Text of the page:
Therion live in Serbia – The Beloved Symphony

Written by Jovan Ristić

A sore throat. Strained vocal cords. Whiplash-like symptoms. Swollen knees. High blood pressure. No, that’s not a doctor’s diagnosis of an old man rushed to the ER, that’s what I’m going through after last night’s THERION gig.

But let me tell you, totally worth it!

They are one of those special bands everyone has, bands that we link to a specific past event. Their music always dusts off those old memories. For me, that’s a school field trip to Greece over a decade ago, when I first got into their (at the time) latest albums, “Lemuria” and “Sirius B”. Since then, I’ve been a loyal fan through thick and thin, of which the band has had a fair share of.

That in mind, I was absolutely thrilled when the band announced Belgrade will be a part of the tour promoting their latest release, the epic metal opera titled “Beloved Antichrist”. The band played the capital’s Youth Centre with support by Britain’s mysterious act THE DEVIL, German heavy hitters NULL POSITIV and Russian IMPERIAL AGE, a band clearly inspired by the works of their older colleagues they’re supporting. Sort of a full circle thing. I’ll be completely honest and say I did not get the chance to check out any of the support acts prior to the show, so I was in for a surprise, one way or the other.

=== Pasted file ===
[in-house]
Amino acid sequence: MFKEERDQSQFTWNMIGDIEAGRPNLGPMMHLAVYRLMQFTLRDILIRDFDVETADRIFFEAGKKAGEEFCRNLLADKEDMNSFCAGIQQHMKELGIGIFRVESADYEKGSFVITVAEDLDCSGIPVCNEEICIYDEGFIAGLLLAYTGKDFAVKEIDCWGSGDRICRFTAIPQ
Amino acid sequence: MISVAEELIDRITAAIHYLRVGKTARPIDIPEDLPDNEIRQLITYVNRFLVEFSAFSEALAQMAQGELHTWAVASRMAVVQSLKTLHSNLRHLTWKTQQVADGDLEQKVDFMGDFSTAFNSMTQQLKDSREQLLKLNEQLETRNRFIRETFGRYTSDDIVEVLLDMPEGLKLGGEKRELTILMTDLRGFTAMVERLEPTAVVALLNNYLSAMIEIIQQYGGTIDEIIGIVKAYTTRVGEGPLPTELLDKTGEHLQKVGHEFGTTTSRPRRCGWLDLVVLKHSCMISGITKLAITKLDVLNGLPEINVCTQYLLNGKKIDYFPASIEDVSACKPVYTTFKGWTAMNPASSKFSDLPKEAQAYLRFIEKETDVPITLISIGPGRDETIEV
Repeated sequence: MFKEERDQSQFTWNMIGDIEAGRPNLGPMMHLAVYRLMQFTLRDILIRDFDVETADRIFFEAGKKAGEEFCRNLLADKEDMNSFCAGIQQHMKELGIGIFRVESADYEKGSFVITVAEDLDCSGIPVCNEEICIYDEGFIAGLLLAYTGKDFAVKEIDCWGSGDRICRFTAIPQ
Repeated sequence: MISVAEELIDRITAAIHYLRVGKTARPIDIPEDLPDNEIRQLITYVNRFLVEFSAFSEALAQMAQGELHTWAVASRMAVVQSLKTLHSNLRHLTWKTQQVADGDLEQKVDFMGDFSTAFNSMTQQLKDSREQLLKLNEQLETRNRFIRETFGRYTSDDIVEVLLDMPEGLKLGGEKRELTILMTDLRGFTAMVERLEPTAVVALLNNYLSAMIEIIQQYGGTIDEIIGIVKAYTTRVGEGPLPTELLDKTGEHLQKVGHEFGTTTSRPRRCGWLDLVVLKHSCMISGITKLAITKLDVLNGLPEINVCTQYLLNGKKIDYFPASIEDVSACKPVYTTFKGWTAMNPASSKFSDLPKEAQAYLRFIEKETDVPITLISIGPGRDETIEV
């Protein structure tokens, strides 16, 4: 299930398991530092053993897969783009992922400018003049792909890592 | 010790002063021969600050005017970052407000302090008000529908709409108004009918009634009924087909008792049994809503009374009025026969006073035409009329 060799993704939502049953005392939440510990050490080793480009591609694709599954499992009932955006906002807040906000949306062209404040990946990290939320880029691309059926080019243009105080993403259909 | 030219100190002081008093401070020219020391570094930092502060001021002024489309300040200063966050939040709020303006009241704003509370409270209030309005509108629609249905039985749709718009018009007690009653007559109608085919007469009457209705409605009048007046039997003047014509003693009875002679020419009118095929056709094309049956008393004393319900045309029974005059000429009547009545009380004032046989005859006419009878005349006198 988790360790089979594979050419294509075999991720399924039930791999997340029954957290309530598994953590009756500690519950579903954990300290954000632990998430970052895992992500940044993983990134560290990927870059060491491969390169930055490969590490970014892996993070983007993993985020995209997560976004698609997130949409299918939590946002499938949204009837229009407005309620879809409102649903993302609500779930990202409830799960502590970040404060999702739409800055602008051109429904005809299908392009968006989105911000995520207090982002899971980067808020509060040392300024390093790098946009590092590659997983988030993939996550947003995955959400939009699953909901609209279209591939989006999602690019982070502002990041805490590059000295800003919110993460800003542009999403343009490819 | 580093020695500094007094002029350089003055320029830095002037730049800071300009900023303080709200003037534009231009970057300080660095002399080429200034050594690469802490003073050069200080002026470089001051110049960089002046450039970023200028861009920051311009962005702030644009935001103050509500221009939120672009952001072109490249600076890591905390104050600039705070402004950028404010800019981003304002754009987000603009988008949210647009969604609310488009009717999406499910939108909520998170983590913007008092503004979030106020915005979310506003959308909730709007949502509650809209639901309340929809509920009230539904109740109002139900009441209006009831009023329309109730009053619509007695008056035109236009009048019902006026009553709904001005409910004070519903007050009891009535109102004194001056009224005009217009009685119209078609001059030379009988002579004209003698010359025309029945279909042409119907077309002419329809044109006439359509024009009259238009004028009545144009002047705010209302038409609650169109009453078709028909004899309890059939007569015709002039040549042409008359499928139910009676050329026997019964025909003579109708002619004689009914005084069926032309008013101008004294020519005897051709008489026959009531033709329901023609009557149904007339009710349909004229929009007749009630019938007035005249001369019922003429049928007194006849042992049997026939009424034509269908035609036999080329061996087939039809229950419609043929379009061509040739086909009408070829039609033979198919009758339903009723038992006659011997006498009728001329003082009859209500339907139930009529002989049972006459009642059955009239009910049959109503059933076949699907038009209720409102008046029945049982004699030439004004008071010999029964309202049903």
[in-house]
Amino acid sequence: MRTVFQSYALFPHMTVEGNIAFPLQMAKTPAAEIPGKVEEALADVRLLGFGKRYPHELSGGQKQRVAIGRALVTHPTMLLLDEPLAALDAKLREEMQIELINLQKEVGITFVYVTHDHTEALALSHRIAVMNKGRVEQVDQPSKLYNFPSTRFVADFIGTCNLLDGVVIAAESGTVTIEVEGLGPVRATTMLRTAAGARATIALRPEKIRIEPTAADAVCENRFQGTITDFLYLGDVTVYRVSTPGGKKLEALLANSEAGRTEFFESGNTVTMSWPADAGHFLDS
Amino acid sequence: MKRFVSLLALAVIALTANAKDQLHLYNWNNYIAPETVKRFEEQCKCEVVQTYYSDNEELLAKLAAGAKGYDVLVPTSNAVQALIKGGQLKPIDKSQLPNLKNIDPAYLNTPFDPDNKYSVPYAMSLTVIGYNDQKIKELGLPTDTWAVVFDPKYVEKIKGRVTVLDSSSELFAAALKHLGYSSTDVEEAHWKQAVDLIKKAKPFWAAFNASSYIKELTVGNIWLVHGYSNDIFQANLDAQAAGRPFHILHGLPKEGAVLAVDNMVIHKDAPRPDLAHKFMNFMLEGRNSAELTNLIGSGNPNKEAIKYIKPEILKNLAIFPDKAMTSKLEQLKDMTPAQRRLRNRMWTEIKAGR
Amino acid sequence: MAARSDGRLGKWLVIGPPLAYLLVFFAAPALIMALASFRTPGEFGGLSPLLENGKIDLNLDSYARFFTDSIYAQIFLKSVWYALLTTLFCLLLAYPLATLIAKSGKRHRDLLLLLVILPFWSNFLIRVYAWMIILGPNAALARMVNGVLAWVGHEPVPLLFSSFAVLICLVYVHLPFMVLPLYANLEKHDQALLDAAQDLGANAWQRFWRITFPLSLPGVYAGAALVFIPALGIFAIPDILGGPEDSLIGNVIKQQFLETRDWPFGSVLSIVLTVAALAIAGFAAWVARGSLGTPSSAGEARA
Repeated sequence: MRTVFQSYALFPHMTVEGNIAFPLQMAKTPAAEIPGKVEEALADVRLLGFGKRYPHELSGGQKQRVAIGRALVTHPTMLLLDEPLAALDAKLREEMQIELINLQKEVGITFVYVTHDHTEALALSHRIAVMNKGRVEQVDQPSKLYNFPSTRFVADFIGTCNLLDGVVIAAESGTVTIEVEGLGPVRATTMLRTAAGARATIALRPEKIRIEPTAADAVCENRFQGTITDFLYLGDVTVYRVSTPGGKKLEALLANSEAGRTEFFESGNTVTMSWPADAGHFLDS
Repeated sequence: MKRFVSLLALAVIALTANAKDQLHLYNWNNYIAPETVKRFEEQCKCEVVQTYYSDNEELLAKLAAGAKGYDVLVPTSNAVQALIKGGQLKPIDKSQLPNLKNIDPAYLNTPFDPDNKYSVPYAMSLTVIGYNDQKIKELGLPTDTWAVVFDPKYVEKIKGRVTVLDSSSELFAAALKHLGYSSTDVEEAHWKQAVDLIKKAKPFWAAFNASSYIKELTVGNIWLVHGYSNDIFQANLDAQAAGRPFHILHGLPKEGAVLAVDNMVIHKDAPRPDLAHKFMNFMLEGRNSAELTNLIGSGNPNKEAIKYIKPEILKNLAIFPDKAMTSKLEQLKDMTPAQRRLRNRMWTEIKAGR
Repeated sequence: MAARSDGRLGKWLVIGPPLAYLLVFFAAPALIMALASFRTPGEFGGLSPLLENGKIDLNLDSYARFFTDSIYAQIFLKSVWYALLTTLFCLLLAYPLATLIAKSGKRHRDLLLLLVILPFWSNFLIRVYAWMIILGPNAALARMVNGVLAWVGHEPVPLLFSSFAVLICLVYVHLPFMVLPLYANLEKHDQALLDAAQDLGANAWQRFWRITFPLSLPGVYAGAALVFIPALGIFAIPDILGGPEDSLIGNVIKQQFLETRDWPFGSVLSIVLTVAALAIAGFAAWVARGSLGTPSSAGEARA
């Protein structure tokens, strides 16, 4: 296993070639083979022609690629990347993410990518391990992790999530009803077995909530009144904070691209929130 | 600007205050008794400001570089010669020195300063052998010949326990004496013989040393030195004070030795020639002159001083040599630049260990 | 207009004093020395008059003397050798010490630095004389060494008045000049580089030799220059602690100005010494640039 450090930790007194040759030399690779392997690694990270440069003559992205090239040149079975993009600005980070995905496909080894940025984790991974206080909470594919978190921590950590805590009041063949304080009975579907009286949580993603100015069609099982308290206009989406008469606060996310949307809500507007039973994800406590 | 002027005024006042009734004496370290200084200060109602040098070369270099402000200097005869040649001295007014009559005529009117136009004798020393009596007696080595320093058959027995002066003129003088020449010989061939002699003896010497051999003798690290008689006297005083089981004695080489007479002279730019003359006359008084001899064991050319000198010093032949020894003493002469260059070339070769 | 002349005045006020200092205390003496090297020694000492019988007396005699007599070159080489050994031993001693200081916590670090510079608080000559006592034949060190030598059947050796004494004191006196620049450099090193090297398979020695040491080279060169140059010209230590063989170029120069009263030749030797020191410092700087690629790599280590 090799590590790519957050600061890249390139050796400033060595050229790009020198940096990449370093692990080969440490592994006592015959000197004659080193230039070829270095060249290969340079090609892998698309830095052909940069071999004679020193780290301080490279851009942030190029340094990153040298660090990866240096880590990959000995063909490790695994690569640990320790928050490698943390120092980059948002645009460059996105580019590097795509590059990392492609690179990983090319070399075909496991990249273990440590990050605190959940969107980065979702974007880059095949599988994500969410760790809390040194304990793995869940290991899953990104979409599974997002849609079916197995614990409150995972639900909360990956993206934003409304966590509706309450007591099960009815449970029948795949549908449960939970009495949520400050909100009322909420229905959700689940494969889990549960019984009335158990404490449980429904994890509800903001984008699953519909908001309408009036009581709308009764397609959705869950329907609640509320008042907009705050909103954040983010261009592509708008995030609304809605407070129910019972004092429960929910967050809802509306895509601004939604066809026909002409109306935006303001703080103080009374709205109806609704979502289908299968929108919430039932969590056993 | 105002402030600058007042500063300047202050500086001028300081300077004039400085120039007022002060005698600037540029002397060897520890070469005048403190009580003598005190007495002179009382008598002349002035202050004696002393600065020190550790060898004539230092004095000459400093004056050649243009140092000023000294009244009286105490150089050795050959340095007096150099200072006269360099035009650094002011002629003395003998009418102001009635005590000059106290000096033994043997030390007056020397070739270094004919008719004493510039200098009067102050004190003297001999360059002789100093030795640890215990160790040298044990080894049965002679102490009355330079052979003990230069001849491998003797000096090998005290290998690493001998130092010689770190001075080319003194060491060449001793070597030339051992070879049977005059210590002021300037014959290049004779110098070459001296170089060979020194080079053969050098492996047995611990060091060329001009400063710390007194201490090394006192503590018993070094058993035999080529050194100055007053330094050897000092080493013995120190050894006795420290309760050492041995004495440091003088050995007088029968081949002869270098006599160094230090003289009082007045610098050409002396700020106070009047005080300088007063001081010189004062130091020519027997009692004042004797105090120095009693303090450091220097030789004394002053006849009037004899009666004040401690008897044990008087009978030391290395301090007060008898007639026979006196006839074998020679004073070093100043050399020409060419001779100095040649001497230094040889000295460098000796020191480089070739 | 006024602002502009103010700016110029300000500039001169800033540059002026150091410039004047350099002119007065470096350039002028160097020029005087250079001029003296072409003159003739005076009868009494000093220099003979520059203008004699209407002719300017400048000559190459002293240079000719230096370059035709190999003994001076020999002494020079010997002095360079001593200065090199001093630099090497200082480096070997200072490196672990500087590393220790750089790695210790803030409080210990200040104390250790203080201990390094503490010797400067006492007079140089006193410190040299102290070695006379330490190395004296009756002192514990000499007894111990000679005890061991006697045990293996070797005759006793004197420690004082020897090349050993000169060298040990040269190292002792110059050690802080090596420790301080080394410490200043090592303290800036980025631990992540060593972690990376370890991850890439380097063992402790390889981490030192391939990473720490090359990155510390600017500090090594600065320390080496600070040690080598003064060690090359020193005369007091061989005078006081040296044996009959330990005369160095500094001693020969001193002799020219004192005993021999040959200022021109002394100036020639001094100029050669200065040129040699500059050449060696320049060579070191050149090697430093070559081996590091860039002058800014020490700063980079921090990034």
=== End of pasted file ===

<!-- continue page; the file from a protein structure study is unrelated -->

The Devil @ Dom Omladine Belgrade, Serbia | Photo: Jovan Ristić

First up was The Devil, a band hard to put a label on. The band heavily relies on two gimmicks: anonymous members wearing Venetian masks (Ghost, anyone?) and the absence of any vocals that are instead replaced by famous TV broadcasts, accompanied by video via a projector. The crowd was still thin deep into the band’s show, and a lot of those present didn’t seem particularly moved. Shame, because the band’s music is really heavy and on point. They might have been Paradise Lost without Nick Holmes for all we know. But the absence of a frontman and crowd that was not familiar with the songs makes for a bleak reaction. However, I’d recommend giving the band a shot, as there’s real headbanging potential.


Null Positiv @ Dom Omladine Belgrade, Serbia | Photo: Jovan Ristić

Next up was Null Positiv, heavy and modern German metal act fronted by the charismatic Amazonian Elli Berlin. Whether it’s because of her lovely appearance or something else, there were significantly more people crammed in the first row during their performance. But Ellie’s definitely more than a pretty face. The ease with which she growls and switches from harsh to clean vocals is astounding. The band’s image is something straight out of Mad Max, and Arch Enemy influences in both the sound, look, and scenography are obvious. The whole band was engaged in engaging the crowd, which resulted in a warm welcome for the band’s first show here.


Imperial Age @ Dom Omladine Belgrade, Serbia | Photo: Jovan Ristić